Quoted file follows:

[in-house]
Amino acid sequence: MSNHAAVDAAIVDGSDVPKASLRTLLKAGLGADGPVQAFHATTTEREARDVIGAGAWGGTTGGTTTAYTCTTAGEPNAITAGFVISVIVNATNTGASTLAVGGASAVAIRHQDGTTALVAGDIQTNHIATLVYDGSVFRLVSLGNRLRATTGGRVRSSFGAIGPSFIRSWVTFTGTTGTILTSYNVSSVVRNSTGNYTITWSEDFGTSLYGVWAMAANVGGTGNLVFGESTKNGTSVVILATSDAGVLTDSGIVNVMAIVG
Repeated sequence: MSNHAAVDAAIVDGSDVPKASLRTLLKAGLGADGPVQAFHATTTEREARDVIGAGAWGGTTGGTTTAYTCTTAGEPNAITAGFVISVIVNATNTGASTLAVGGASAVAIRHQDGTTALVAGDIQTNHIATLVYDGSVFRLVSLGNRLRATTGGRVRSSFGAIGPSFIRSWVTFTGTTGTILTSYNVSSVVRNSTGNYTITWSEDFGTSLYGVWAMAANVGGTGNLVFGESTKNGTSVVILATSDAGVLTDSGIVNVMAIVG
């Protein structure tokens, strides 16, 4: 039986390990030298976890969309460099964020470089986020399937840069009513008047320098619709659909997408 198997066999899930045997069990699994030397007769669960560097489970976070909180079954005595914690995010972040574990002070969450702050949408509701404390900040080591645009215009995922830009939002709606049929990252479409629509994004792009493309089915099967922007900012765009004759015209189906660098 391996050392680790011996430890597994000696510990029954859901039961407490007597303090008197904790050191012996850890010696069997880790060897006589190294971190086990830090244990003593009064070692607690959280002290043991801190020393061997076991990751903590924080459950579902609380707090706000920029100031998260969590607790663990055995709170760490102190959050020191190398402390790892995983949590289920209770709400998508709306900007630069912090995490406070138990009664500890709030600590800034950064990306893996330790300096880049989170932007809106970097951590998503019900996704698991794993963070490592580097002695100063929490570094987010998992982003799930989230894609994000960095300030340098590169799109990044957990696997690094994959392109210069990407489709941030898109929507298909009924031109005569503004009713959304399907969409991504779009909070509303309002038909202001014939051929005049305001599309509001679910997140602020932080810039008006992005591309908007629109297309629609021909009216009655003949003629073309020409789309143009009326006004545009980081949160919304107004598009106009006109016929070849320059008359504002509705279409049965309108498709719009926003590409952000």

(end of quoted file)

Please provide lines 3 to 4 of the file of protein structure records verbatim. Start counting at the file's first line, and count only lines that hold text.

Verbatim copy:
Repeated sequence: MSNHAAVDAAIVDGSDVPKASLRTLLKAGLGADGPVQAFHATTTEREARDVIGAGAWGGTTGGTTTAYTCTTAGEPNAITAGFVISVIVNATNTGASTLAVGGASAVAIRHQDGTTALVAGDIQTNHIATLVYDGSVFRLVSLGNRLRATTGGRVRSSFGAIGPSFIRSWVTFTGTTGTILTSYNVSSVVRNSTGNYTITWSEDFGTSLYGVWAMAANVGGTGNLVFGESTKNGTSVVILATSDAGVLTDSGIVNVMAIVG
């Protein structure tokens, strides 16, 4: 039986390990030298976890969309460099964020470089986020399937840069009513008047320098619709659909997408 198997066999899930045997069990699994030397007769669960560097489970976070909180079954005595914690995010972040574990002070969450702050949408509701404390900040080591645009215009995922830009939002709606049929990252479409629509994004792009493309089915099967922007900012765009004759015209189906660098 391996050392680790011996430890597994000696510990029954859901039961407490007597303090008197904790050191012996850890010696069997880790060897006589190294971190086990830090244990003593009064070692607690959280002290043991801190020393061997076991990751903590924080459950579902609380707090706000920029100031998260969590607790663990055995709170760490102190959050020191190398402390790892995983949590289920209770709400998508709306900007630069912090995490406070138990009664500890709030600590800034950064990306893996330790300096880049989170932007809106970097951590998503019900996704698991794993963070490592580097002695100063929490570094987010998992982003799930989230894609994000960095300030340098590169799109990044957990696997690094994959392109210069990407489709941030898109929507298909009924031109005569503004009713959304399907969409991504779009909070509303309002038909202001014939051929005049305001599309509001679910997140602020932080810039008006992005591309908007629109297309629609021909009216009655003949003629073309020409789309143009009326006004545009980081949160919304107004598009106009006109016929070849320059008359504002509705279409049965309108498709719009926003590409952000």